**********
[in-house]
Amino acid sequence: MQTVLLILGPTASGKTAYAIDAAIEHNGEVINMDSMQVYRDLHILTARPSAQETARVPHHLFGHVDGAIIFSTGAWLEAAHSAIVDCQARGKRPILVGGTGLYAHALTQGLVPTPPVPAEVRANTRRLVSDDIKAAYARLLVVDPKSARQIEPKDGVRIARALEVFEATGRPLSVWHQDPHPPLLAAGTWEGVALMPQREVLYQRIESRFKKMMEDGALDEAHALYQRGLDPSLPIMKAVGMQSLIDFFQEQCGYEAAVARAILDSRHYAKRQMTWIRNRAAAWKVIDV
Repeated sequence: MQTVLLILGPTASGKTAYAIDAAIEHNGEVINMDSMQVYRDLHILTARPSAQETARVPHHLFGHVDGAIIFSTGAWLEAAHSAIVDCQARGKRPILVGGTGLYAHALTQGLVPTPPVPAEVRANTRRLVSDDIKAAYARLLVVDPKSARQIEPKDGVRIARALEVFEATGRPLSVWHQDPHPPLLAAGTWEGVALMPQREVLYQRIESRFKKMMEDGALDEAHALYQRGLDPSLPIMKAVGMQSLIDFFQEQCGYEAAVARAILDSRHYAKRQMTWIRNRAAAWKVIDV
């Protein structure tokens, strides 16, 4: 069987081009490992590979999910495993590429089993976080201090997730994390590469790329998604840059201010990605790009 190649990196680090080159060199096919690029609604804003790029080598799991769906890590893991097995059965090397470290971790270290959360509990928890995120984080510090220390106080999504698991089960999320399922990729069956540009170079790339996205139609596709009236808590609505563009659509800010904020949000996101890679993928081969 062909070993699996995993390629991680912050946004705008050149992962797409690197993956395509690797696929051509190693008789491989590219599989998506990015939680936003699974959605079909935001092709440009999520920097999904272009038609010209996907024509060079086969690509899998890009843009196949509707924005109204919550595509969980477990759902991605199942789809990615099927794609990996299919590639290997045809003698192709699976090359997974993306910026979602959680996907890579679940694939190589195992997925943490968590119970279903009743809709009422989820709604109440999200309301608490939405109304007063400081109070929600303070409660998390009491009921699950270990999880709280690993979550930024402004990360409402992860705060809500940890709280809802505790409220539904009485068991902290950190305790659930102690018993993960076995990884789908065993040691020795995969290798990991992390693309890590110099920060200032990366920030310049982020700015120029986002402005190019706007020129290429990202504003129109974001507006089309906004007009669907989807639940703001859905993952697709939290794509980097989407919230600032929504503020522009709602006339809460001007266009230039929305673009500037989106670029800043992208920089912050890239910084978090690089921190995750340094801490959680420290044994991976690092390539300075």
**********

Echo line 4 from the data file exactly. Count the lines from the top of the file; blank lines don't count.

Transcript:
């Protein structure tokens, strides 16, 4: 069987081009490992590979999910495993590429089993976080201090997730994390590469790329998604840059201010990605790009 190649990196680090080159060199096919690029609604804003790029080598799991769906890590893991097995059965090397470290971790270290959360509990928890995120984080510090220390106080999504698991089960999320399922990729069956540009170079790339996205139609596709009236808590609505563009659509800010904020949000996101890679993928081969 062909070993699996995993390629991680912050946004705008050149992962797409690197993956395509690797696929051509190693008789491989590219599989998506990015939680936003699974959605079909935001092709440009999520920097999904272009038609010209996907024509060079086969690509899998890009843009196949509707924005109204919550595509969980477990759902991605199942789809990615099927794609990996299919590639290997045809003698192709699976090359997974993306910026979602959680996907890579679940694939190589195992997925943490968590119970279903009743809709009422989820709604109440999200309301608490939405109304007063400081109070929600303070409660998390009491009921699950270990999880709280690993979550930024402004990360409402992860705060809500940890709280809802505790409220539904009485068991902290950190305790659930102690018993993960076995990884789908065993040691020795995969290798990991992390693309890590110099920060200032990366920030310049982020700015120029986002402005190019706007020129290429990202504003129109974001507006089309906004007009669907989807639940703001859905993952697709939290794509980097989407919230600032929504503020522009709602006339809460001007266009230039929305673009500037989106670029800043992208920089912050890239910084978090690089921190995750340094801490959680420290044994991976690092390539300075």